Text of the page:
These visits provide participants with a behind-the-scenes look at how these companies operate, an opportunity to engage with and learn from their top executives, and a perspective on their potential career paths.
After completing the training, participant profiles are shared with leading HR managers and executives in Saudi Arabia, opening up potential internships and job openings.
Fellows also build important and long-lasting connections with other program participants through the Qimam Alumni Network, which enables them to remain connected with each other as they go on to become leaders in their respective fields.
Albeeshi says the diversity of the fellowship’s intake and the opportunity to network with the executives of leading Saudi organizations has proved invaluable.
“I have made really powerful and meaningful connections,” she said. “These are people who are really rooting for you and help you with career choices or second opinions, which is one of the greatest things. Something I learned through the self-leadership course is that sometimes we tend to limit ourselves or we have very restrictive ideas of the impact we can have.”
Now, armed with these lessons and skills, Albeeshi is interning at the speech language pathology department at King Fahad Medical City.
“It is really special to me because this is one of the places we visited with Qimam,” she said. “And they are doing incredible work here. It is really such an important place and people are doing amazing things so I am really happy to be here right now.”
She is thrilled to be working in such a rewarding field. “I am really interested in communication and understanding it from a disorder perspective,” she said.
“And what really fascinated me is the idea of being able to teach someone a skill that they have lost, such as the skill of language or provide them with assistance with devices for a person who has lost hearing over time.”
Albeeshi is now developing such assistance technologies. After graduating from the Qimam Fellowship, she took part in the CoCreate program, where designers and engineers come together to develop innovative assistive technologies for the disabled through the Humanistic Co-design Process — liaising directly with the people these devices are intended to help.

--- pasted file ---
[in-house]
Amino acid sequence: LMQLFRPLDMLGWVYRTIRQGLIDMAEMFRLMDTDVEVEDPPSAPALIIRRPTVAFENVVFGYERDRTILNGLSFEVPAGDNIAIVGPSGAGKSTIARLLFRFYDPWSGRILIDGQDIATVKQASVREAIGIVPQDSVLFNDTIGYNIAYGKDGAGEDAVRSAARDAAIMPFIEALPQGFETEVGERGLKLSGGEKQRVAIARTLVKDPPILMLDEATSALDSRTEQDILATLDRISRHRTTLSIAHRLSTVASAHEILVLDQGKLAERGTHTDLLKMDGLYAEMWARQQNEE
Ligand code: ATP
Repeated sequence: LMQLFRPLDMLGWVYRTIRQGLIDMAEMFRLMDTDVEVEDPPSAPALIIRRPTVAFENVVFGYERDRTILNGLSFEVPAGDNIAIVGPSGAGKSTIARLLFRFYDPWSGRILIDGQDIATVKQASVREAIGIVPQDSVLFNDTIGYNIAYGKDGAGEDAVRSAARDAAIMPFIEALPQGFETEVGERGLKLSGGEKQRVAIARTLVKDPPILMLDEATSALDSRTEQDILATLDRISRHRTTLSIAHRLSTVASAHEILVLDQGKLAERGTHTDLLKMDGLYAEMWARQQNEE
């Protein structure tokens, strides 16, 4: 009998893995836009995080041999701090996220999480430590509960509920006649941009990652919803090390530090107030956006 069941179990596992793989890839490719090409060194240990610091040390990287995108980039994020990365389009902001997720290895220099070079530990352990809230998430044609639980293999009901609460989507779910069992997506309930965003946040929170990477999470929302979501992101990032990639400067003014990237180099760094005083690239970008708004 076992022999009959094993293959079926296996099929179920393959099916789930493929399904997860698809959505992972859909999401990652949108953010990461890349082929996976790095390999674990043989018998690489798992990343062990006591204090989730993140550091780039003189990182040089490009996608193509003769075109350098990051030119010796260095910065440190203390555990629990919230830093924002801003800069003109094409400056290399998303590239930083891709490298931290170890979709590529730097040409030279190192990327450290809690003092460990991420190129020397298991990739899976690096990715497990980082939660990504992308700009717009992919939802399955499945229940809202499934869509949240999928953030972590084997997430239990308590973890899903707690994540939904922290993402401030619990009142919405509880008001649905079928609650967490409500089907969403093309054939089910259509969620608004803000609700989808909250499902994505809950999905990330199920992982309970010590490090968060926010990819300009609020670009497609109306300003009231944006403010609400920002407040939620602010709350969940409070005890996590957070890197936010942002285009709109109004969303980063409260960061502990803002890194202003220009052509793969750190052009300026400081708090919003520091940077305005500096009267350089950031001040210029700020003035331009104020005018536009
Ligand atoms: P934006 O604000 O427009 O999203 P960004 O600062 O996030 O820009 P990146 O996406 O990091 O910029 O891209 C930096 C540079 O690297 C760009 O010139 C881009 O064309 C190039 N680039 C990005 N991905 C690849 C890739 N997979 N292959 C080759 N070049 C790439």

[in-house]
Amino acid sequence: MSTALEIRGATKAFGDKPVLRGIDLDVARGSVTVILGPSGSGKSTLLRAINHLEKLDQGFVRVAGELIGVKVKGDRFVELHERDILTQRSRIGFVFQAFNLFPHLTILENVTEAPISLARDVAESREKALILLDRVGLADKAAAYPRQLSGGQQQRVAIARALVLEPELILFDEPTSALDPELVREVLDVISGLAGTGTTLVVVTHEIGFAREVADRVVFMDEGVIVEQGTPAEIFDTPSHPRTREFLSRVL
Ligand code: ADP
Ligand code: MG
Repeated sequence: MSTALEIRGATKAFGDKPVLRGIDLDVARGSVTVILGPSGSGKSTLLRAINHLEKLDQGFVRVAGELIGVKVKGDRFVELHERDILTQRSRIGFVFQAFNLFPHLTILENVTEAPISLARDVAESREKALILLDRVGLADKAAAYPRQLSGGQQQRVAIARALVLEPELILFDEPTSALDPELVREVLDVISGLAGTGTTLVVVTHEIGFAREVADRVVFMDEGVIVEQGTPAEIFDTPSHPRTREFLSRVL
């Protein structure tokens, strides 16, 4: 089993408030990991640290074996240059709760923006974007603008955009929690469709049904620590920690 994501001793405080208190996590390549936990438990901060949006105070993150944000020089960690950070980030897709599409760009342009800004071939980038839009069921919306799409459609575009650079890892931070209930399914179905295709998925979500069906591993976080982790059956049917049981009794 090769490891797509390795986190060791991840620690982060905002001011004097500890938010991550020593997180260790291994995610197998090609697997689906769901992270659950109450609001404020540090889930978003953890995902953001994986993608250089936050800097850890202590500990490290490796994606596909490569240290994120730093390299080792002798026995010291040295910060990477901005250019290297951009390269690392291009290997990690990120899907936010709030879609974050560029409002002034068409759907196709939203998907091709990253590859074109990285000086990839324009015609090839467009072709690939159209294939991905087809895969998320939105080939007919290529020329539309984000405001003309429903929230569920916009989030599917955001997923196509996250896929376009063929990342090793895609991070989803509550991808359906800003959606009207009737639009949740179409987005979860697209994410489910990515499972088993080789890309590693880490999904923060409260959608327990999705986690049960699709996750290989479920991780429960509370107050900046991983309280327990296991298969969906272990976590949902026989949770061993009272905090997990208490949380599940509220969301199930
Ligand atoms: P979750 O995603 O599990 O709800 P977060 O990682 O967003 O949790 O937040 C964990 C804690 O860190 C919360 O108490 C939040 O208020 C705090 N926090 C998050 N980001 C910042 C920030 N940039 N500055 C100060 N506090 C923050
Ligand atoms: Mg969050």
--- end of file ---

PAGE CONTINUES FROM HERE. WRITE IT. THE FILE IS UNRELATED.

“Instead of just making something and assuming it would be useful, here we are looking at interviewing the people, understanding their needs and coming up with solutions to make everyday life easier for them and to help them do something that is particularly difficult for them easier,” Albeeshi said.
“We are still in early development stages, but one thing I worked on along with the team is a tool that translates Arabic text into Arabic sign language as a means of communication.”
Albeeshi is also working on a mental health project, inspired by her work experience in clinics and among people with disabilities. “I recently joined this project and I found that it would be a great topic to explore.”
She is now working on a project affiliated with the Saudi National Mental Health Survey and says that she is pleased to see changes in the conversation around mental wellbeing in Saudi Arabia, especially given the “sensitivity” of the topic.
“It is all very telling of all the progress being made in general,” she said. “It also shows how everything is developing very quickly and that people are becoming more aware and just really open to having conversations and taking care of their mental health.”
As a young Saudi, Albeeshi feels compelled to contribute to these rapid developments taking place in her country — helped along by the skills picked up through her fellowship.
“It is important to have an impact,” she said. “You can be involved.”